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Showing and Telling: One dotty difference between art and science

I was just imagining the differences between the messages of artists and those of scientists — creators and communicators. Both are forms of expression and both pass on messages to an audience: ideas, feelings, information, all thunderous clouds of brain charge.

Often, the purpose of art or fiction is to pass on experiences and ideas to the audience. And often, the purpose of science or non-fiction is to pass on information. The best works of expression do both, regardless of genre. But either way, the goals of creators and communicators are the same: transmit the message to the audience. But a simple and significant difference is how accurately artists or scientists choose to transmit their messages: showing or telling.

The job of a science or news communicator is straight-forward. Take the story as they understand it (as it is in their minds) and pass it on to the audience as accurately as possible. This is a game of replication. How perfectly can the communicator transmit their idea to another, replicating the idea in both minds?

There are three components to a successful transmission: the communicator, the medium, and the audience. Right now, I am conveying an idea to you via words. Since my mind is inaccessible, and your mind is inaccessible, all we have to rely upon is this medium. And until sci-fi becomes a reality, this medium is the closest we can come to mind-reading, from me to you.

This might be a poor analogy, but imagine if ideas could only be expressed via remote ‘dot-to-dots’ or ‘join the dots’ with no other form of communication possible. Say the communicator wants to transmit the thought of a lion. They begin remotely sending dots to the receiver.

Imagine the defining features of a lion. How would you convey a lion if you only had 20 dots to use? One of the biggest hurdles as a communicator is to replicate the mental dot puzzle down onto the page for others to interpret. Were the eyes dotted out? The nose? The ears? The transmitter forgets to dot out the ‘mane’, so the receiver interprets the puzzle as any one of the big cats. It is easy to forget to dot down some fundamental thing. Maybe the little tuft on the end of the lion’s tail is the final puzzle piece.

Often the order of the dots is important too. The communicator must hold hands with the audience, walking them through the order of the dots. This is structure and it helps in connecting the dots with confidence.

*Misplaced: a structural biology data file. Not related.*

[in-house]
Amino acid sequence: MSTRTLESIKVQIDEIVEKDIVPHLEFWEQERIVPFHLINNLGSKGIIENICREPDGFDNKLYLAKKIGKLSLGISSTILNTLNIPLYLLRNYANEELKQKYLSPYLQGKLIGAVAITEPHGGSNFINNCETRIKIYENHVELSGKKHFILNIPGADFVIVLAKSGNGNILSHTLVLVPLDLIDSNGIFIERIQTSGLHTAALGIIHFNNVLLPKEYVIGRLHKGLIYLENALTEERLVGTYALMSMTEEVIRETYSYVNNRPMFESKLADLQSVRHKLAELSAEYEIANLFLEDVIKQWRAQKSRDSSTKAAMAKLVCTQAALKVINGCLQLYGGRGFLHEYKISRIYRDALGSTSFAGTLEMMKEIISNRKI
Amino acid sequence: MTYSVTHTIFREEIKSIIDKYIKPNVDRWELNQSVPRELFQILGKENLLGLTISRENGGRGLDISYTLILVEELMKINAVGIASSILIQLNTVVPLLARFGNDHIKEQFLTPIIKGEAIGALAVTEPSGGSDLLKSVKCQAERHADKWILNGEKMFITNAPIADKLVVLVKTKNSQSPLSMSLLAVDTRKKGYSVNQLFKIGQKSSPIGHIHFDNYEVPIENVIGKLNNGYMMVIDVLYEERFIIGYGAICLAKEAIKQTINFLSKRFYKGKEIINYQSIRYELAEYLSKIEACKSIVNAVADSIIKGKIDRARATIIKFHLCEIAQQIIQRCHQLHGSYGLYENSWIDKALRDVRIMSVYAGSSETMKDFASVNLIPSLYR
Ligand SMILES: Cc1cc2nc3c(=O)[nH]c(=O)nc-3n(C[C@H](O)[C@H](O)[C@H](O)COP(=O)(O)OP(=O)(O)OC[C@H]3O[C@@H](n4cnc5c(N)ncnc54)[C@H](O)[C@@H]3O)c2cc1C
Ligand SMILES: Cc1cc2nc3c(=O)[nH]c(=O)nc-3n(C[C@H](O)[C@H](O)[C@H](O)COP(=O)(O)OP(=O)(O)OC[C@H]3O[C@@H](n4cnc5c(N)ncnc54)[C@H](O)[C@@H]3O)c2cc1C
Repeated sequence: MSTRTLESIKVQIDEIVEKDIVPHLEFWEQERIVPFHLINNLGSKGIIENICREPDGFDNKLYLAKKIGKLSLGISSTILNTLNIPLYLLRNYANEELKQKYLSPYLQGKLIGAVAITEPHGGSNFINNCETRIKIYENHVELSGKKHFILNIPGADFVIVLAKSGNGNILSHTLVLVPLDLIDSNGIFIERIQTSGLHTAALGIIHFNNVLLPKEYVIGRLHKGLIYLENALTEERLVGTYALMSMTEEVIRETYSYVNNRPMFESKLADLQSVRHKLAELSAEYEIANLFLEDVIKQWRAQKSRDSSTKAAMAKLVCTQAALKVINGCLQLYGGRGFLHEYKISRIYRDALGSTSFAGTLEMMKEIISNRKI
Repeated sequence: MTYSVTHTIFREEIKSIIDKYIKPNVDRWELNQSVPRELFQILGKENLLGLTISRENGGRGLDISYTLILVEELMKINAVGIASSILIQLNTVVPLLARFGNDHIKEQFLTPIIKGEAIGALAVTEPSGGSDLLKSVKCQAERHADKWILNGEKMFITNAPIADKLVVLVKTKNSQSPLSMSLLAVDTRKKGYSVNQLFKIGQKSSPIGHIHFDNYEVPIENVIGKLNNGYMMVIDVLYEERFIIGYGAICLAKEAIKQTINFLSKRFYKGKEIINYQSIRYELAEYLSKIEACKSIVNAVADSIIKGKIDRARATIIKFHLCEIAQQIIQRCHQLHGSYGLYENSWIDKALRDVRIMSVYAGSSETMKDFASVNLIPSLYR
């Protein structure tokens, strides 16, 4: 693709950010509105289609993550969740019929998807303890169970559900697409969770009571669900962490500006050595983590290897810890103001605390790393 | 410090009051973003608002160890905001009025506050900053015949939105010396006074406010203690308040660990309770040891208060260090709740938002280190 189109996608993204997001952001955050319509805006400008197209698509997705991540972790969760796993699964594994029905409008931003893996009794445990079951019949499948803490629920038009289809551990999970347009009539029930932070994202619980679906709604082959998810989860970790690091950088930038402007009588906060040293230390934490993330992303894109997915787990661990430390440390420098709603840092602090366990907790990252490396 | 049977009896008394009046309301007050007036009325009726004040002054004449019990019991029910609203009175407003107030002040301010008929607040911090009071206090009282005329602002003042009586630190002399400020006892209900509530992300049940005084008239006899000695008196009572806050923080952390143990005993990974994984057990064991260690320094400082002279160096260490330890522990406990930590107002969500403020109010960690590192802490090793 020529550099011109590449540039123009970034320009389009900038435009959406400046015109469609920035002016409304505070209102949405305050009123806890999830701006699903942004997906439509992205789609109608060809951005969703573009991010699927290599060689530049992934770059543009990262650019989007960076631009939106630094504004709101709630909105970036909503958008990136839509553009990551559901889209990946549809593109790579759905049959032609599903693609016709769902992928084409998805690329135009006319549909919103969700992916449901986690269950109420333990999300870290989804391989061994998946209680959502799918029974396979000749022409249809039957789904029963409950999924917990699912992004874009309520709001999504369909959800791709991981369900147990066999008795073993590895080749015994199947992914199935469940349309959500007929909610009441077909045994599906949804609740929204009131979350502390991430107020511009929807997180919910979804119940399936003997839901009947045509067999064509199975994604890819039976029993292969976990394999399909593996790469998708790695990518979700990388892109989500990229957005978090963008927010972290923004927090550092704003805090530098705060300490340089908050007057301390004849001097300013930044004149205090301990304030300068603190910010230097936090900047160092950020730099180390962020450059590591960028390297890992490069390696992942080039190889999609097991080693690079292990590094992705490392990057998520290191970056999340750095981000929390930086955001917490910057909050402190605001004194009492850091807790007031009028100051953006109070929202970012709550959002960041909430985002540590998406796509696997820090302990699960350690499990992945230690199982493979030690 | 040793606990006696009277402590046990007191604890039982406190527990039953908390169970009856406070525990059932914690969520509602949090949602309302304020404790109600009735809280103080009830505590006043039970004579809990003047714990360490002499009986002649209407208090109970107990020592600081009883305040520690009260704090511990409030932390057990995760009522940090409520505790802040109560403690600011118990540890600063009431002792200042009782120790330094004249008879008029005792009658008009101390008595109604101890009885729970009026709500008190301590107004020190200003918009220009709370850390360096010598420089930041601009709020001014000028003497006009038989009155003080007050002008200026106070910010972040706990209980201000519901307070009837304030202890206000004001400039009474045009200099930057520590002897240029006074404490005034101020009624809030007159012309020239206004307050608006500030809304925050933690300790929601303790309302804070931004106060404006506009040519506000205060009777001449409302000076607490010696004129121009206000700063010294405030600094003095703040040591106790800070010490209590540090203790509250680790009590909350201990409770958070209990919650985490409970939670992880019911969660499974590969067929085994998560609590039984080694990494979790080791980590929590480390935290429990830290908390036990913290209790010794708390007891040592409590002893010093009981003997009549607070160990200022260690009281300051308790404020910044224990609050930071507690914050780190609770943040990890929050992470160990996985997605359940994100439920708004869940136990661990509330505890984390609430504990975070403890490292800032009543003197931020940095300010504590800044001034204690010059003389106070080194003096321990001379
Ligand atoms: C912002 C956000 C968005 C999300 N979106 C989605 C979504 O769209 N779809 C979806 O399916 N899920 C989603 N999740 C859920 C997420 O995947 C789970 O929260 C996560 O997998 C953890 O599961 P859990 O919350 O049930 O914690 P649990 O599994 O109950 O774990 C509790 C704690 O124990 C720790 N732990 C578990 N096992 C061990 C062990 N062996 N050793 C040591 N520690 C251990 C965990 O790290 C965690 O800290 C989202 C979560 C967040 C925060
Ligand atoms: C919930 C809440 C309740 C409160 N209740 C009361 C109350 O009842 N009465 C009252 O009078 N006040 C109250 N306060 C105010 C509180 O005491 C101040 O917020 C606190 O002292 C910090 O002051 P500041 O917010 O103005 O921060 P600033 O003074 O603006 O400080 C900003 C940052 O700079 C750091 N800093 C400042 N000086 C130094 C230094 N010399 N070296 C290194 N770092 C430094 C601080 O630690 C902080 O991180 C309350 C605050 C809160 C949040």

Artists transmit feelings, experiences, ideas, not sequential facts. I am no artist, but art might be setting up dot puzzles with no final image in mind. What if the receiver were to connect the dots and create an image more grand and satisfying than anything the artist could have ever intended?

This might be why lyrics are so beautiful. People personally claim songs as if they wrote them: ‘this is my song’, ‘this is our song’. The songwriter or poet cannot write a book in a song, they are limited. The artist has only a pocket-full of dots. They place them about; some with intention, some with whimsy. The listener of the song hears fragments of the message and draws their own personal interpretation, infinitely more fulfilling than the artist’s intent.

The same is true of creative writing, where there are no descriptions; there is the reader’s imagination. Show, don’t tell.

Of course, these ideas of dots, creators, and communicators, are all gross oversimplifications of a, thankfully, rich world of expression. There is art so clear, descriptive, and vivid that it is real. And there is science so emotive and abstract that it is awe inspiring or heartbreaking.

I am no artist, because I have an addiction to dots and hand holding. My passion is science and explaining science. In committing myself to a life of explanation, I have lost the art of mystery and dot withholding. But that’s okay, I’m happy to tell, and not show.

Feature image: Wikimedia Commons/User:Caesar/CC BY-SA 3.0